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IRC tyrewarmers

I don’t have a dedicated trackbike so I take my road bike to trackdays and usually ride it to and from the circuit. Up until now, I’ve always done trackdays on road-legal tyres. Riding to the track obviously makes it slightly more difficult to bring stands and warmers than going in a van so I’ve always just taken it easy at the start of each session and picked up the pace gradually, getting fully up to speed towards the end of the second lap.

This has always been fine, but, I now realise, mostly because I didn’t know what I was missing.

IRC… who?

Italian Racing Components is an Italian brand, passionate about racing and making high-quality performance products. They are fully in control of the entire process from production to sale so they are wholly responsible for everything they sell. Selling direct enables them to use direct customer feedback for continuous improvements of their range. Everything they produce is tested internally on their own bikes and, because they own several patents, their products are exclusive rather than copies of other manufacturers’ items.

Why IRC?

As I was heading to Jerez for a 3-day trackday over Easter weekend, I decided it was high time to start using slicks and tyrewarmers so I spent a fair bit of time researching different warmers and reading threads online about the different brands. A lot of people rave about Capit and Diamond and no-one was really talking about IRC but they make them in cow-print which is essentially what sold me on them. Plus I’d seen a picture of Eugene Laverty using them and I thought, if they’re good enough for him, they’re good enough for me.

What are they like?

So, decision made, I ordered them, Gianni from IRC shipped them pretty much straight away and they arrived within 3 days.

They are absolutely gorgeous (which I know is a weird choice of adjective for tyrewarmers but they really are!) – the faux fur is really soft and they feel more like a high-class hooker’s best coat (…I would imagine), not something to wrap around motorbike tyres.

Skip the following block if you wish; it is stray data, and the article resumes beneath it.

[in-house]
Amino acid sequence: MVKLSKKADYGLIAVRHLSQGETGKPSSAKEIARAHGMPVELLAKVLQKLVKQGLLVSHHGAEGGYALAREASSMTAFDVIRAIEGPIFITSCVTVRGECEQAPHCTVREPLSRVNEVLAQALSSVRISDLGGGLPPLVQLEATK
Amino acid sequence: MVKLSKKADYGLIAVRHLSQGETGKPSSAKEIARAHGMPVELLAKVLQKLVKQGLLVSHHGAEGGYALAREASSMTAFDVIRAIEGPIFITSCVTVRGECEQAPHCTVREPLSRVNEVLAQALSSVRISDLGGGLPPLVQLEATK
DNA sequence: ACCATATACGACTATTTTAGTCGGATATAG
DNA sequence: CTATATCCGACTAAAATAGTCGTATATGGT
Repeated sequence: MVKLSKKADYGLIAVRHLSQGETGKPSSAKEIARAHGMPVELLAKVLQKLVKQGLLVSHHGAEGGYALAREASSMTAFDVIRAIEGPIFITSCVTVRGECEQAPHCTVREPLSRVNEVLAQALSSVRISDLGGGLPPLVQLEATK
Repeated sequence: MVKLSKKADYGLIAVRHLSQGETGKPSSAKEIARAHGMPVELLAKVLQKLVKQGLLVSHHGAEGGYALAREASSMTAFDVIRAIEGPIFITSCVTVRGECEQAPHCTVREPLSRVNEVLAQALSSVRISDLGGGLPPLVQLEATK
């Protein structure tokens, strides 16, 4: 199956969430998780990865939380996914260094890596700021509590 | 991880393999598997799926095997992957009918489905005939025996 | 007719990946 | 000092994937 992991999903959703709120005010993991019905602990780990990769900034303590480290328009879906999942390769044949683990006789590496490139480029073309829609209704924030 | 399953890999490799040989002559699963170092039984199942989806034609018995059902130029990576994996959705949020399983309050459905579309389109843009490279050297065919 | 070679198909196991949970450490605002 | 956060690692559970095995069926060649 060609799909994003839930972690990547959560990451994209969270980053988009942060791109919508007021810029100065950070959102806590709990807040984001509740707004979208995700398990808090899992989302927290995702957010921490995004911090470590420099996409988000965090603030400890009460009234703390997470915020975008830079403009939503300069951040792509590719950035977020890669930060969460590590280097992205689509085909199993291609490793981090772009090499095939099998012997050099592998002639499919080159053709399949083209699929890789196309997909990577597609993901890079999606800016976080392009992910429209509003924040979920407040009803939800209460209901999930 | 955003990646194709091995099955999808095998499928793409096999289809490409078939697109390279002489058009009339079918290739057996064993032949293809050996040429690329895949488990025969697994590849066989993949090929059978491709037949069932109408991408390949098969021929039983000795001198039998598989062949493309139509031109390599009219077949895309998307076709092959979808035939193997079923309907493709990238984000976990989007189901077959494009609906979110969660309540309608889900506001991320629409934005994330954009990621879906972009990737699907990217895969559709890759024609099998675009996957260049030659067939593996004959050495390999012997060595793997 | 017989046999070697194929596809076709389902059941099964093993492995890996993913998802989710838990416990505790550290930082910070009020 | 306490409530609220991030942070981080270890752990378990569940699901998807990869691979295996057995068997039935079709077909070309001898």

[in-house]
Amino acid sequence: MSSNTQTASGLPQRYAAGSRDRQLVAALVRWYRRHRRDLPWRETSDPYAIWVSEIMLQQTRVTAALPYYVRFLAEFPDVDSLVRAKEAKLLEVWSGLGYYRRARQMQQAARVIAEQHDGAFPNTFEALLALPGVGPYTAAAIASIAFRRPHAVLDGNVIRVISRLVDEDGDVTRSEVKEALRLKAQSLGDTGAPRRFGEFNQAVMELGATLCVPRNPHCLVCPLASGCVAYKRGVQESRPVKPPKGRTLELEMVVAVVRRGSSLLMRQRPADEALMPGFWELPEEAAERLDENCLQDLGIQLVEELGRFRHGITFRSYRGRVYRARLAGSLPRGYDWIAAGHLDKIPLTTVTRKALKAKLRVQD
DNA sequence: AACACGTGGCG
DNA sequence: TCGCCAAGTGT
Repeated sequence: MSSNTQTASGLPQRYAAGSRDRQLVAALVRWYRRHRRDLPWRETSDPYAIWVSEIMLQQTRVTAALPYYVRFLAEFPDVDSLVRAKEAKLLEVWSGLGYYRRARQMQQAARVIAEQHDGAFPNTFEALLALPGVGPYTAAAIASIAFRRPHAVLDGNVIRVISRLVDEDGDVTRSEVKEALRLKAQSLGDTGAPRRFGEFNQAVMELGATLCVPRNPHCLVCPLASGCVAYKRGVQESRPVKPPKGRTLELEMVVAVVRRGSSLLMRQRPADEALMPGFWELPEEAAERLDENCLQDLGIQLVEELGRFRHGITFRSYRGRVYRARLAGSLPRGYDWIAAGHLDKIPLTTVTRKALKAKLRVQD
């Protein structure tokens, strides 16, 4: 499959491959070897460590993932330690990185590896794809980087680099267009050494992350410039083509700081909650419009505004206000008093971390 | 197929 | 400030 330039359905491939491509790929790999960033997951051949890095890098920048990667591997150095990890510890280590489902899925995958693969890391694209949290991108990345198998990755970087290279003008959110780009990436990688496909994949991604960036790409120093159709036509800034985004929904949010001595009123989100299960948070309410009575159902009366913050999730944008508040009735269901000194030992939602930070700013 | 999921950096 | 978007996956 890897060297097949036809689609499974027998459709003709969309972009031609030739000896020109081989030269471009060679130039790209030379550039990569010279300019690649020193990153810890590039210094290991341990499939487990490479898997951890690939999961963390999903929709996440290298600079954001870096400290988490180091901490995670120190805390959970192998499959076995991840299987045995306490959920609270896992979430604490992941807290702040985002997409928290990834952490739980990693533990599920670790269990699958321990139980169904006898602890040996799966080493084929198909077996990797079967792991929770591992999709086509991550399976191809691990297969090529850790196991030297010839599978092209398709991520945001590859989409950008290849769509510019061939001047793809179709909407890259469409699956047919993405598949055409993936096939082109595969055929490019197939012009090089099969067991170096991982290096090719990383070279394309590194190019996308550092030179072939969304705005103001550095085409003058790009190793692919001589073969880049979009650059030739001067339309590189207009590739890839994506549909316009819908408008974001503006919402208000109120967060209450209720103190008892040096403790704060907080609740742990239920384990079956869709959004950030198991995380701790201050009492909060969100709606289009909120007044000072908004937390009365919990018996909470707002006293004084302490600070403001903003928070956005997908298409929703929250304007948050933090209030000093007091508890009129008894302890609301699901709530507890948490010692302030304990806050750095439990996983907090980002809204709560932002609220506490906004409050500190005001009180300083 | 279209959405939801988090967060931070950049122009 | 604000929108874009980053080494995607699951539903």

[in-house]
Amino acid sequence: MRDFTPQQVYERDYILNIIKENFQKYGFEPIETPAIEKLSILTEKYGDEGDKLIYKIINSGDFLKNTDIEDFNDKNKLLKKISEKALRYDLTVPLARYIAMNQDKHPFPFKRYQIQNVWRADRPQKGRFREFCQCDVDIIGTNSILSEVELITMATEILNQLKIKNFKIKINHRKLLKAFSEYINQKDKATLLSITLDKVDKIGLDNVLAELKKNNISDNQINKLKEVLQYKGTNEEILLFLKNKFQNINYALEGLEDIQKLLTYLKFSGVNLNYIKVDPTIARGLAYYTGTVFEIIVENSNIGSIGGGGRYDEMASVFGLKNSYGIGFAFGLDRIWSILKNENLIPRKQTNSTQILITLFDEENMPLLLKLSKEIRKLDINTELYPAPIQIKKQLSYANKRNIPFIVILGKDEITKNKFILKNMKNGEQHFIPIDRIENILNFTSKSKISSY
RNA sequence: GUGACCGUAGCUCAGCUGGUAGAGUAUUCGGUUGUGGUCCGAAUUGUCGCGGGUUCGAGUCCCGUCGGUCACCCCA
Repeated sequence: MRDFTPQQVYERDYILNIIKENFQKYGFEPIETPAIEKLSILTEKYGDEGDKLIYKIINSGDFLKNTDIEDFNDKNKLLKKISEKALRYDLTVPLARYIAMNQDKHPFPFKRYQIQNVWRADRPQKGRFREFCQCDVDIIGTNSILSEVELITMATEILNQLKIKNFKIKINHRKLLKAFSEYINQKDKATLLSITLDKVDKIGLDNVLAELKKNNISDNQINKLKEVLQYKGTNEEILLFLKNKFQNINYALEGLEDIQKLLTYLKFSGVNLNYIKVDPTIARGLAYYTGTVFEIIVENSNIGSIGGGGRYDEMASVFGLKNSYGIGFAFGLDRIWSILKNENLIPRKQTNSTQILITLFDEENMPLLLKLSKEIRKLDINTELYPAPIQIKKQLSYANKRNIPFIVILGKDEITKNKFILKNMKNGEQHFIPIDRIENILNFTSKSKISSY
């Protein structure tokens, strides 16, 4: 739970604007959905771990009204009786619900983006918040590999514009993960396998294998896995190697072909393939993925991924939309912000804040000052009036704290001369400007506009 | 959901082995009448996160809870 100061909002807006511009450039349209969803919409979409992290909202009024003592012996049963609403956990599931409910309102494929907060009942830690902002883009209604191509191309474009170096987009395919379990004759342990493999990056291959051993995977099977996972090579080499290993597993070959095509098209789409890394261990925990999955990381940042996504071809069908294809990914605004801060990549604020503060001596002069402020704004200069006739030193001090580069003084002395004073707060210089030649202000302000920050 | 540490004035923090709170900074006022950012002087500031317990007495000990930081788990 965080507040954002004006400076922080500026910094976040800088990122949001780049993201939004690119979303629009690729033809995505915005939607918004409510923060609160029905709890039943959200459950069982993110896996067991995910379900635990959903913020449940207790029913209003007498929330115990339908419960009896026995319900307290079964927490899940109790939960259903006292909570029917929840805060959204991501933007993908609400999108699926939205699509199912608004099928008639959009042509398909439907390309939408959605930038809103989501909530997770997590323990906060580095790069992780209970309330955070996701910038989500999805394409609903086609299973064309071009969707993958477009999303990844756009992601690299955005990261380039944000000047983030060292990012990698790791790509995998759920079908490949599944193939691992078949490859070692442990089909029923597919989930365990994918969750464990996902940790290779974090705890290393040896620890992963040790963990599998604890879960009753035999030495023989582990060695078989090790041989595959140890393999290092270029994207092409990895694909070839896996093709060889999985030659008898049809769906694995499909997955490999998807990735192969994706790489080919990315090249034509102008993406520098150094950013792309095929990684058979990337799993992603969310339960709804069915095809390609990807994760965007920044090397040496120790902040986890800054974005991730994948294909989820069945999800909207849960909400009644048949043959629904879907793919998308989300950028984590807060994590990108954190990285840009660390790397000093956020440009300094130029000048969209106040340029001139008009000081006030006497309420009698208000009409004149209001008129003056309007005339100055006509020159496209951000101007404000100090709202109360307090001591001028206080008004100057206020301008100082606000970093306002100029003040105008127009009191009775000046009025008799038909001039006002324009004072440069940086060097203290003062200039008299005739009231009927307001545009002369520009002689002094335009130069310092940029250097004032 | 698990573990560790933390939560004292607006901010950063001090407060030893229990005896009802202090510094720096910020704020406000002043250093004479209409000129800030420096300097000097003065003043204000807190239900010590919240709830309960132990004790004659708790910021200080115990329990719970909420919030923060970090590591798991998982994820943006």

The warmers have elasticated sides and big velcro patches so putting them on nice and tight is really easy. They don’t have a digital display and aren’t adjustable but there is a red LED which illuminates when they’re heating up.

Performance

There isn’t much to say about tyrewarmers when reviewing them – they either work really well and consistently get the tyres up to a good temperature quickly, or they’re a bit crappy and don’t get hot enough.

Thankfully, these are the former – over the entire Jerez trip they were phenomenal. They heated up very quickly always got the tyres nice and hot. A dude in the same garage as me was using Diamond warmers and he had a magical little thingymajig a bit like a laser pointer which, when aimed at something, measures its temperature. His tyres, as soon as he took his Diamond warmers off, were always around the 65° mark whereas mine were consistently around 80°.

Although I didn’t ever go out and try to get my knee down at the first corner, I’m completely confident I could have with no problem at all. As it was, I still went for it pretty much straight away but not flat-out for the first half a lap, usually kneedown by turn 4 or 5. This meant I was getting an extra 2 laps at speed each session, which I suppose equates to getting 20% more value out of my trackday.

Summary

In short, these are absolutely fantastic warmers, highly recommended. They heat the tyres up to the perfect temperature very quickly which means I got much more out of every session. Plus, keeping warmers on in between each session means that the tyres only go through one heat cycle a day which means they’ll last longer.

I genuinely love these, they look fantastic (obviously this is subjective but they also do plain designs for anyone who doesn’t like cow print) and can’t imagine how I managed for so long without using them!

More about IRC

To see the entire range of goodies they offer, visit the IRC website.

About author

MV Agusta F4RR

Pics taken at the Motorcycle Live bike show at the NEC, November 2015.